It’s been a stellar few months for documentaries: “RBG,” “Won’t You Be My Neighbor?,” “Whitney,” the HBO film on Robin Williams. “Three Identical Strangers” belongs on the list but I need to warn you that the less you know about the film before seeing it, the better. I won’t go into it much here except to give the bare bones of the set up: Identical male triplets, born in 1961, were adopted by three different sets of parents, none of whom knew about the others. Through a series of strange coincidences, the boys meet for the first time when they’re 19 and the high they are on from finding each other, not to mention the media coverage that results, carries the story along for a while. Then reality rears its head, slowly at first, then with more intensity, bringing with it all kinds of dark secrets, questions of nature vs. nurture in childrearing, ethically questionable scientific research and a whole lot more. It’s an awfully good movie, unsettling and fascinating. British filmmaker Tim Wardle has done an exquisite job of gathering old TV interviews and news coverage, conversations with friends and family, thoroughly tracking down previously unavailable scientific data and those who worked on it, and weaving it all together like a well-made mystery, full of twists and shocks and possible villains. In the end, it’s about what was acceptable more than 50 years ago compared with today, about blood bonds, raising kids and just plain being a human being, imperfections and all. The only jarring note for me was the usage of soft-focus re-enactments to illustrate some of the memories. They felt superfluous and took me out of the drama in the moment. But that’s a minor nit; “Three Identical Strangers” should be on the top of your to-see list.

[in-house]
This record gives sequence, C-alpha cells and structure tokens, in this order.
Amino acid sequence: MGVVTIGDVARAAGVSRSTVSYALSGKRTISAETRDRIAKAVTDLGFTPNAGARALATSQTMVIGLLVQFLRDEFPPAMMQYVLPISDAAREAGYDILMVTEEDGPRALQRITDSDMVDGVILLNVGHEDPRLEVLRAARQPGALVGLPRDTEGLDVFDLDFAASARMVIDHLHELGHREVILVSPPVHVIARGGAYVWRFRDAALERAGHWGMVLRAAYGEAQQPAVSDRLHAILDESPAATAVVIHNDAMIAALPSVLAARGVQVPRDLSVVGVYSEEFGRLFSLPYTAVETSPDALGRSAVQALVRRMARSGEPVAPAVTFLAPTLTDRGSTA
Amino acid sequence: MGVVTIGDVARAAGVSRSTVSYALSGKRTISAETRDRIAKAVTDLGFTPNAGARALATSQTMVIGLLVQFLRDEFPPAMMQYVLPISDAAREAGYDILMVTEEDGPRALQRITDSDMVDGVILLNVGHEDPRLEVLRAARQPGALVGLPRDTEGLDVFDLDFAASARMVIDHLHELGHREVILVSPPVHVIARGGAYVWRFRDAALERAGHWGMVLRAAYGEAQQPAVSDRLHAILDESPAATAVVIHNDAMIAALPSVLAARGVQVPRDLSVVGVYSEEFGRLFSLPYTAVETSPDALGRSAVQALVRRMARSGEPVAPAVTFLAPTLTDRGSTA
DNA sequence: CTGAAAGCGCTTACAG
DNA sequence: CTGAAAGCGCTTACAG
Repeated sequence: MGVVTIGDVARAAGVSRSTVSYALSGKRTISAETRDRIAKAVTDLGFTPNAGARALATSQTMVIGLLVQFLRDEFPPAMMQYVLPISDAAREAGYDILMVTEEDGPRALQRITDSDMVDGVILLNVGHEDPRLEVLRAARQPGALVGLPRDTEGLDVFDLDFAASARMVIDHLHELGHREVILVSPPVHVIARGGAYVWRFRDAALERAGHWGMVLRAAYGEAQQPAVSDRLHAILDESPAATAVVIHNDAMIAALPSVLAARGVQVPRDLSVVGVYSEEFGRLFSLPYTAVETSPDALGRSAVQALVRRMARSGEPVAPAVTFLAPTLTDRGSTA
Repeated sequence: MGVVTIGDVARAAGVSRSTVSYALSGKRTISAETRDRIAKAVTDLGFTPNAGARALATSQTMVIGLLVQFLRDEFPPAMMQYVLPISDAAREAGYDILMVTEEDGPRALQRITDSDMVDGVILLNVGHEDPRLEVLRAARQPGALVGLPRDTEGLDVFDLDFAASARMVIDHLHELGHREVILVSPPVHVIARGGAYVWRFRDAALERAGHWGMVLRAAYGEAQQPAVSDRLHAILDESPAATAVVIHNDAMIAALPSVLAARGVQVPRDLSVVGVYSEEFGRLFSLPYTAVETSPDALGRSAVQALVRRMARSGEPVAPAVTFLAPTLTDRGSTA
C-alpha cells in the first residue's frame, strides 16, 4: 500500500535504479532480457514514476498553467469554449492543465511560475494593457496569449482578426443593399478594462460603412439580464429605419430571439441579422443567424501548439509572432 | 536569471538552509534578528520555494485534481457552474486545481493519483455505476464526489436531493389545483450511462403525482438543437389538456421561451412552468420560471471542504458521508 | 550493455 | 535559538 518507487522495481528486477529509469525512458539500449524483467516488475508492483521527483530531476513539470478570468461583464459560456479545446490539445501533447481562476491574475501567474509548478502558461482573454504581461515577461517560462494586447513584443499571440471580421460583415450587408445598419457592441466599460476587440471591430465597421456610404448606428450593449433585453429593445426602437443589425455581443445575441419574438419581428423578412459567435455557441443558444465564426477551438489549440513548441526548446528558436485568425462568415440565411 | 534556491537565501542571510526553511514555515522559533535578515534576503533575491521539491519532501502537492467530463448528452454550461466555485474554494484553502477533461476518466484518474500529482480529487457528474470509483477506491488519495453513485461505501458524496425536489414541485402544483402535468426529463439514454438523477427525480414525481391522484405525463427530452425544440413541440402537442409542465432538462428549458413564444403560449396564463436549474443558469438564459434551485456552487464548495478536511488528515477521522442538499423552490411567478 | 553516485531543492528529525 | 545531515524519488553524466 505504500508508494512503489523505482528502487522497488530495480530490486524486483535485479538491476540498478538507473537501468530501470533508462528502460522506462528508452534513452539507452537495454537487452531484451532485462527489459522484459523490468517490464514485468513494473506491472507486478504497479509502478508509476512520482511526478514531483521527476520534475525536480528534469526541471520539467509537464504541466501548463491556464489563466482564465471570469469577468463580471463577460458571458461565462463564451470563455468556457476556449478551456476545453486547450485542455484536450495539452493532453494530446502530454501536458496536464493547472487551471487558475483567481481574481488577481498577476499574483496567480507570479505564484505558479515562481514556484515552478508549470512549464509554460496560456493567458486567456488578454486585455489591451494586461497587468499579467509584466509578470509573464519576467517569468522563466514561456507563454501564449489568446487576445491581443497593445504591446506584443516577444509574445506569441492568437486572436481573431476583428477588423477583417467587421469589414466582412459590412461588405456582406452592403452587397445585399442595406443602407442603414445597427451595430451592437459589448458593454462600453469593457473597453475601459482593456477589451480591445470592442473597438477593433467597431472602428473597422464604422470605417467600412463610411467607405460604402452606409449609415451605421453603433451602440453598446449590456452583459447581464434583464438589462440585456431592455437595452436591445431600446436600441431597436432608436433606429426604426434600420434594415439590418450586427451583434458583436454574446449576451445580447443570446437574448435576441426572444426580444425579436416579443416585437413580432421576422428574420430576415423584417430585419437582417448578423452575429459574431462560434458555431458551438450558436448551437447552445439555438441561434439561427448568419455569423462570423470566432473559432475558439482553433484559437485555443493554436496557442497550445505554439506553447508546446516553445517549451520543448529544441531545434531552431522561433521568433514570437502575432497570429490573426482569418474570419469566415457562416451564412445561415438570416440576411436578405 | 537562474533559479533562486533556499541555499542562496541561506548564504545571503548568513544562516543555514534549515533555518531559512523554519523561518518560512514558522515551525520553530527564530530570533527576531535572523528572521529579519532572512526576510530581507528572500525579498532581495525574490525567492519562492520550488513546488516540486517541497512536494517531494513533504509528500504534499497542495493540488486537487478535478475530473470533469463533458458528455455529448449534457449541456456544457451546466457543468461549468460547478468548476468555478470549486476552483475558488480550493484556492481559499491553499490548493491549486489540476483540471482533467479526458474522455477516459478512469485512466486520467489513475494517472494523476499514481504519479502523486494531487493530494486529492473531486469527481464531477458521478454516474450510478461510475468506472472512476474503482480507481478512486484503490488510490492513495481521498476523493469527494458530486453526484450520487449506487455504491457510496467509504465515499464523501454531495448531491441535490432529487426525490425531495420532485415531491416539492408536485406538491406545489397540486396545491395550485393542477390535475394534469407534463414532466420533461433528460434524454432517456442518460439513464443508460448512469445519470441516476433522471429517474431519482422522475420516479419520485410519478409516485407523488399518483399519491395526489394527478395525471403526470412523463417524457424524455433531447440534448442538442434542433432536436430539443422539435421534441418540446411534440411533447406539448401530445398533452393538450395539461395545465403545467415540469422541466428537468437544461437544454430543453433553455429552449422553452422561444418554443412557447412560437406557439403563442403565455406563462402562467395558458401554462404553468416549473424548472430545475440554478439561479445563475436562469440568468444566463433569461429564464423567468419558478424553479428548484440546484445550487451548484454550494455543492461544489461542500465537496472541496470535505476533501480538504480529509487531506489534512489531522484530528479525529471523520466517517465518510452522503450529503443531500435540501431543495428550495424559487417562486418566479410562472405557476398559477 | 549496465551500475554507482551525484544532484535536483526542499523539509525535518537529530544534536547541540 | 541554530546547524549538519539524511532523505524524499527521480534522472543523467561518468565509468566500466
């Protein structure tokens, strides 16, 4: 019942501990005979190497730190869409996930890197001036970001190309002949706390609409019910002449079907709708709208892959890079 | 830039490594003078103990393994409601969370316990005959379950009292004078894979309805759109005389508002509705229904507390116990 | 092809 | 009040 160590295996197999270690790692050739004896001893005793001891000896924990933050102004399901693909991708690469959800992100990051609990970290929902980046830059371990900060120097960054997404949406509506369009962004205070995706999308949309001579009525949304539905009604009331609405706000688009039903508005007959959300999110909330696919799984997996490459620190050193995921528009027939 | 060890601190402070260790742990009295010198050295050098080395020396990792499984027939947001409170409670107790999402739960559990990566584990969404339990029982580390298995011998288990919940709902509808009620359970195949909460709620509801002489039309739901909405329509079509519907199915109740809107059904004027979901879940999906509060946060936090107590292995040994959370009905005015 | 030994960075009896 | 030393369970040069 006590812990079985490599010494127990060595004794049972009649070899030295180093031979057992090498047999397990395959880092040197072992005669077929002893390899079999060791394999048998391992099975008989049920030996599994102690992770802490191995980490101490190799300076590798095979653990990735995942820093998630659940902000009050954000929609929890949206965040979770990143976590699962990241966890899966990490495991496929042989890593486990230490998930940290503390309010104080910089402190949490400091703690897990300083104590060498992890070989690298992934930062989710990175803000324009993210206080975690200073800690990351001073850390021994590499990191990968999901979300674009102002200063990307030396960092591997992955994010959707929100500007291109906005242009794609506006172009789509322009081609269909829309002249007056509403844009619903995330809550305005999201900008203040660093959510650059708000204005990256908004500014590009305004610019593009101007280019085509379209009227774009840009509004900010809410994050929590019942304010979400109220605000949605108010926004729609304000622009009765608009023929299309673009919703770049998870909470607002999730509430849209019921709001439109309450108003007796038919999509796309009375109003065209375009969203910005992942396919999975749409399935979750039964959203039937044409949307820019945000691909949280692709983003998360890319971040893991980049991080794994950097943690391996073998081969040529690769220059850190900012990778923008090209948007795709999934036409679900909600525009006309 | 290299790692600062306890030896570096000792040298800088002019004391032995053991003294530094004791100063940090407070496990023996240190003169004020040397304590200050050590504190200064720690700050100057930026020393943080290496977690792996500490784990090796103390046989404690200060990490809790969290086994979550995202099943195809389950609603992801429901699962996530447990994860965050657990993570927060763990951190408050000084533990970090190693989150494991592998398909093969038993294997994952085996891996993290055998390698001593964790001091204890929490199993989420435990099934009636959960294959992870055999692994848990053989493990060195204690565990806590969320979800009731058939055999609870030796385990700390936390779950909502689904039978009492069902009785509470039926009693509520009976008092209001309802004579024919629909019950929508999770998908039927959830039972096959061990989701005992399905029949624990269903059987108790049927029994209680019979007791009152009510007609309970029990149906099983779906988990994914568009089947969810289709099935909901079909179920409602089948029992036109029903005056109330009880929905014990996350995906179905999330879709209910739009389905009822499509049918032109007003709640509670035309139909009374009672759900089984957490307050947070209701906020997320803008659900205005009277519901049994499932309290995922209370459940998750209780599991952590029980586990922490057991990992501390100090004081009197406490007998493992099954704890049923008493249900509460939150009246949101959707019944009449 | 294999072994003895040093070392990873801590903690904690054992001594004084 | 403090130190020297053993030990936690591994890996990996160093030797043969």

Boots Riley, the writer/director of “Sorry to Bother You,” described his film this way: “It’s an absurdist dark comedy with magical realism and science fiction inspired by the world of telemarketing.” Yes, that about sums it up. When I saw the film in a theater with a mostly young audience, I wanted to like it more than I actually did, because so much of what it satirizes needs exposure: racism, corporate greed, slavery for profit, the lure of major money over compromised morality, government versus the individual, news as entertainment and, let’s not forget that bane of modern existence, anonymous, intrusive and serenity-destroying telemarketing calls—in other words, all that is going on today in America, much of which is causing unheard-of levels of stress in its citizens. To its credit, it has a charming and talented cast—Lakeith Stanfield, Tessa Thompson, Danny Glover, Steven Yuen—and some outrageous moments, such as Armie Hammer’s cocaine-addled corporate head, Steve Lift, as he riffs on his accomplishments. But much of the humor totally escaped me and I walked out only mildly impressed. Still, “Sorry To Bother You” has gotten excellent reviews elsewhere, so it’s possible—as I’ve confessed in other reviews—that I am simply not the target audience. See for yourself.
I found two old (from 2004) British detective shows on Amazon Prime this week and am enjoying them both: “Vincent” stars Ray Winstone (remember him in “Sexy Beast”?) as a thuggish former cop-turned-PI and “Donovan” casts Tom Conti as a forensic expert who suffers from blackouts. If the heat has you seeking your air-conditioned home, and you’re a fan of British mystery shows, you’re all set.